Snap's proposed valuation has raised some eyebrows on Wall Street, as people close to the company had for months floated the idea that it would be valued at up to $25 billion.
One person close to the deal, with a vested interested in seeing it succeed, told Business Insider that Snap is playing it safe with the intention of going higher as soon as demand merits. Conversely, asking for the full $25 billion and being forced to roll it back if investor demand isn't high enough would be a worse outcome that taints the company's trading debut.
Though the company said it was seeking to price shares at $14 to $16, this person said the only acceptable price, in reality, will be $16 per share or more. This person expects Snap's order book to be oversubscribed, meaning there will be demand for more shares than it is selling.
A hedge fund manager who attended the New York meeting told Business Insider "the bankers are being smart about the pricing."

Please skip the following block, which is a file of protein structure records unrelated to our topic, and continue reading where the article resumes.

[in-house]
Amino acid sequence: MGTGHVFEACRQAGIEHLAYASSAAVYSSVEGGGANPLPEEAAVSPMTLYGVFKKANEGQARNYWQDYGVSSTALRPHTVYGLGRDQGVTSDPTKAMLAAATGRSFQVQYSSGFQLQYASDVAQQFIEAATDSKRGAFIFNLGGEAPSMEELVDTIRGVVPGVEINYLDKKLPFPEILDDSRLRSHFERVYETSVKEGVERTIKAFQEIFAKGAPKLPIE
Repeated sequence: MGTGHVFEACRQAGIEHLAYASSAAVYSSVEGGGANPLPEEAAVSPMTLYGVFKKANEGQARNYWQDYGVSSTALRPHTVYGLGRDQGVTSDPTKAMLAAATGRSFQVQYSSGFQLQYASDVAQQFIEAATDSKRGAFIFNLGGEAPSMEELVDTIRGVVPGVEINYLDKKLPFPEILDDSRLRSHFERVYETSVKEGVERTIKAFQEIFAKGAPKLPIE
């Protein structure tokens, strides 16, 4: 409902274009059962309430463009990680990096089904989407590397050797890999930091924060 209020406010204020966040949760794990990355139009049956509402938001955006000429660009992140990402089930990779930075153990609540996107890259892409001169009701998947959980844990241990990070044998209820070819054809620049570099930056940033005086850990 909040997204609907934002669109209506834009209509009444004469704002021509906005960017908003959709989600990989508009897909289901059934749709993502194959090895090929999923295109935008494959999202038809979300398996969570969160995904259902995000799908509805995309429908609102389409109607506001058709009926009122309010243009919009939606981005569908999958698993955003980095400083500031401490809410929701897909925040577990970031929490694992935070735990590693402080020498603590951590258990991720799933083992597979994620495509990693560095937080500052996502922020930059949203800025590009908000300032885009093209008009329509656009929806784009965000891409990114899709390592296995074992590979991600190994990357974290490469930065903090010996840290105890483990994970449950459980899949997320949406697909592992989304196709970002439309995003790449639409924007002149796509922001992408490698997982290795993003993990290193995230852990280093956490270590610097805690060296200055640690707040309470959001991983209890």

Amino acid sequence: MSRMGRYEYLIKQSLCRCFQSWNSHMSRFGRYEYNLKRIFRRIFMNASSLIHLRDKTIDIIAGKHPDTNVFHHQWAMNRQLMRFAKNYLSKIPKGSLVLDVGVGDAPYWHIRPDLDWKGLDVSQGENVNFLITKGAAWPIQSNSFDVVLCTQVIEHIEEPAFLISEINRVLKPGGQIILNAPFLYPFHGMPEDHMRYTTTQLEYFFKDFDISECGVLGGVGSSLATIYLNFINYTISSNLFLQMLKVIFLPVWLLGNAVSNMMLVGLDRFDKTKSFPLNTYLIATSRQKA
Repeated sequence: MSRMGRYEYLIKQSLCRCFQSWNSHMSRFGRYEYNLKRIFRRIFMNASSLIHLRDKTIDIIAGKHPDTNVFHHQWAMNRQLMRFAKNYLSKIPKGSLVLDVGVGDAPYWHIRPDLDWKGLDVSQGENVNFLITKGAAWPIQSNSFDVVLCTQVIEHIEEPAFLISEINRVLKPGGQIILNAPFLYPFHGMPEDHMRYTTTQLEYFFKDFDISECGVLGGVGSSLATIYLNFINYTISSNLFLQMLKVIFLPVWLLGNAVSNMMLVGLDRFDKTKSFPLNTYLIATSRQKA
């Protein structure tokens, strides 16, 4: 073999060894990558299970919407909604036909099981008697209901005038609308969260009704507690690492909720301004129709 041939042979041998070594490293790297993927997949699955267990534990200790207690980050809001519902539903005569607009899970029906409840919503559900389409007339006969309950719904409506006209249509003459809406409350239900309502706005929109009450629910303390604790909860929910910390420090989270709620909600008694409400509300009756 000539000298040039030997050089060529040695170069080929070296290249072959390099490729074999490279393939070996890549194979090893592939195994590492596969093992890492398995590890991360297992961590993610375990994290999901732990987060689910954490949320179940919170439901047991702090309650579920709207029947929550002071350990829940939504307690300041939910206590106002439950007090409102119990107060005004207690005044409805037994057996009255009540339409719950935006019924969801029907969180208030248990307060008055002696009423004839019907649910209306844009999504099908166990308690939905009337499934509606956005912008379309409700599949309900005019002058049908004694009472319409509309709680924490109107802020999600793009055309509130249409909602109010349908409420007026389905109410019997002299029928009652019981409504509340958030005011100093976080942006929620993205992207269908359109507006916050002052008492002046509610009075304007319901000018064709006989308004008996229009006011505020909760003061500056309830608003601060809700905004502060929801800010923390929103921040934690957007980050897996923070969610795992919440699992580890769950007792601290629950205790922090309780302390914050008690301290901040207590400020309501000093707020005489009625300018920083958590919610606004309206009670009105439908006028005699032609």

"You could make the point it's too low, but the bankers are being smart enough about not having another Facebook," he said, referring to the famous plunge that Facebook's stock took in the months after its IPO before shares eventually recovered. "I think they’re pricing it at a very reasonable amount. Even if you’re skeptic, the valuation is coming out at a level where you almost have to look at it."
"If you're bullish, what you want to spin is at the end of day is that Facebook's market cap is $385 billion. Snapchat is coming about $20 billion enterprise value. When you think of enterprise value to opportunity set, it's a fairly palatable valuation ... A similar way to look at it as to look at Twitter as a comparison, with a $12 billion market cap. They have a user base problem, monetization problem and they’re still worth $12 billion. The premium that Snapchat is coming out as versus Twitter isn't that bad, for what I’d argue is a much better program."